Albert Aaron Rosenfeld – Rugby League Pioneer

From Australia’s Jewish Past:

Albert "Rozzy" Rosenfeld

One of Australia’s greatest rugby league heroes

First published in J-Wire February 16, 2022

ALbert “Rozzy” Rosenfeld at Huddersfield

The son of a Jewish tailor, Albert Aaron Rosenfeld, known as ‘’Rozzy’’, was born on 28 July 1885.

He pioneered Australian Rugby League, as a foundation player in the New South Wales Rugby Football League, which had split from the established New South Wales Rugby Football Union.

His first game was for the Eastern Suburbs Club in the Australian inaugural season 1908/1909. This took place on Easter Monday 1908 in the Easts’ team that beat Newtown 32-16.

Albert (Rozzy) Rosenfeld (back row, far right) with 1908 Kangaroos
Albert (Rozzy) Rosenfeld (back row, far right) with 1908 Kangaroos

He represented his country in four Test Matches, making his Test debut in Australia’s first-ever international series against New Zealand in 1908 where he played in all three matches. Later that season he was selected for Australia’s inaugural Kangaroo Tour (1908/09), making one Test appearance and playing in 13 minor representative matches. Rozzy set a number of try-scoring records, including the Standing World First-grade Record of 80 tries in a season in 1913/1914.

1908 Kangaroos team pictured in their street clothes standing in front of a fine house. The team mascot, a small kangaroo, is standing in front of the team.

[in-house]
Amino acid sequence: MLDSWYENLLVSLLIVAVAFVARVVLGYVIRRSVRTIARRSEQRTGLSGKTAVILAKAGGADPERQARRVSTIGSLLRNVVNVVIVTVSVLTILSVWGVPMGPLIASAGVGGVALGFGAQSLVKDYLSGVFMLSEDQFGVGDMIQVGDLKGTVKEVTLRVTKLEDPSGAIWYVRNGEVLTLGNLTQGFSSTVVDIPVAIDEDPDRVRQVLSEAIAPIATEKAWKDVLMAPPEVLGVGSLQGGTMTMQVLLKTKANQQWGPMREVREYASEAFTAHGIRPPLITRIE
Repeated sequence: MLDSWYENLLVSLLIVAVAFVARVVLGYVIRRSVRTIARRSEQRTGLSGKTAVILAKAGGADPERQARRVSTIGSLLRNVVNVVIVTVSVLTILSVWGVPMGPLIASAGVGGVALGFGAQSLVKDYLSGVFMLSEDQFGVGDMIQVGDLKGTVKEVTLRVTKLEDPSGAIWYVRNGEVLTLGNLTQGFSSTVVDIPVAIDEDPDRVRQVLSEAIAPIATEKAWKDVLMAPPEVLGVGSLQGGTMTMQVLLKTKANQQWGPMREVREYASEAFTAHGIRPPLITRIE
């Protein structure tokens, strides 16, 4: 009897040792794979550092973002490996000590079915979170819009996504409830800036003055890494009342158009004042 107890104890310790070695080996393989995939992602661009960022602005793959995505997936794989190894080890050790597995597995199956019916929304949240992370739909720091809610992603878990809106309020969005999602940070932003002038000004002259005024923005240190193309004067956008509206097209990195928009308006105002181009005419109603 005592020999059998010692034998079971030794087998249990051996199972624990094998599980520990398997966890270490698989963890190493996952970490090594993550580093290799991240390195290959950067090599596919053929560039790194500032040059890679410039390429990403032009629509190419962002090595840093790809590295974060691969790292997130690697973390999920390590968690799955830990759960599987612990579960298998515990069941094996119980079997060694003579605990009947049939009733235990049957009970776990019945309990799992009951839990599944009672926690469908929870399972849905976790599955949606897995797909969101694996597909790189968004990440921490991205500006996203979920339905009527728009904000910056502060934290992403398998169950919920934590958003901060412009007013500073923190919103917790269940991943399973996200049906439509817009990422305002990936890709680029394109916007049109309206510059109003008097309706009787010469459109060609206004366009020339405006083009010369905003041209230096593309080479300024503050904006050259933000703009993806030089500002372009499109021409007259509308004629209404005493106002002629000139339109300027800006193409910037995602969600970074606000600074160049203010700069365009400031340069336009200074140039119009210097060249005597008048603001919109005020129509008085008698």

Albert (Rozzy) Rosenfeld centre (under the lamp) with the 1908 Kangaroos

Whilst on tour in England, he married Ethel Barrand and they had one son. The local club – Huddersfield-moved him to the wing position and he became a try-scoring sensation. In the English season of 1911/12, he set a new try-scoring record for one season with 78 tries, only to better two seasons later by scoring 80. To date, neither mark has been beaten in England or Australia. The nearest anyone has come was 72, coincidentally by another Australian and former Eastern Suburbs player, Brian Bevan, also playing in England in the 1952/53 season.

Other clubs Rozzy played for included Bradford Northern and Wakefield Trinity (Heritage No 277), where he played right wing in the Wakefield Trinity‘s 3-29 defeat by Australia in the 1921/22 Kangaroo Tour of Great Britain match at Belle Vue, Wakefield on 22 October 1921.

His phenomenal try-scoring record is all the more amazing, considering his career was interrupted by three years of active service in the British Army from 1916 to 1919 in the Mesopotamian Campaign.

His rugby career spanned from 1908 to 1924. During this time he scored 391 tries with these try-scoring feats earning him a place in the British Rugby League Hall of Fame in 1988. In 2005, he was accepted into the International Jewish Sports Hall of Fame with his official induction to take place at the 2009 Maccabiah Games. He is one of only two rugby league players to be so honoured. Albert (Rozzy) Rosenfeld was awarded Life Membership of the New South Wales Rugby League in 1914.

He retired at the age of thirty-nine and lived out his life in Huddersfield. He owned a tobacco shop and worked as a van driver, as well as in a local dye house.

Unfortunately, his son Albert ‘Aussie’ Rosenfeld died following a speedway accident on 6 July 1946, during a crash that took him into the fence at Odsal Stadium England, with 34,000 spectators. He died on 16 July in hospital.

In February 2008, he was named in the list of Australia’s 100 Greatest Players (1908–2007) which was commissioned by the NRL and ARL to celebrate the code’s centenary year in Australia.

Rozzie died aged 85 years on 16 January 1998 and was the last of the inaugural Kangaroo Tourists to die.

From Australia's Jewish Past is written by Ruth Lilian OAM for AJHS and published weekly in J-Wire. ​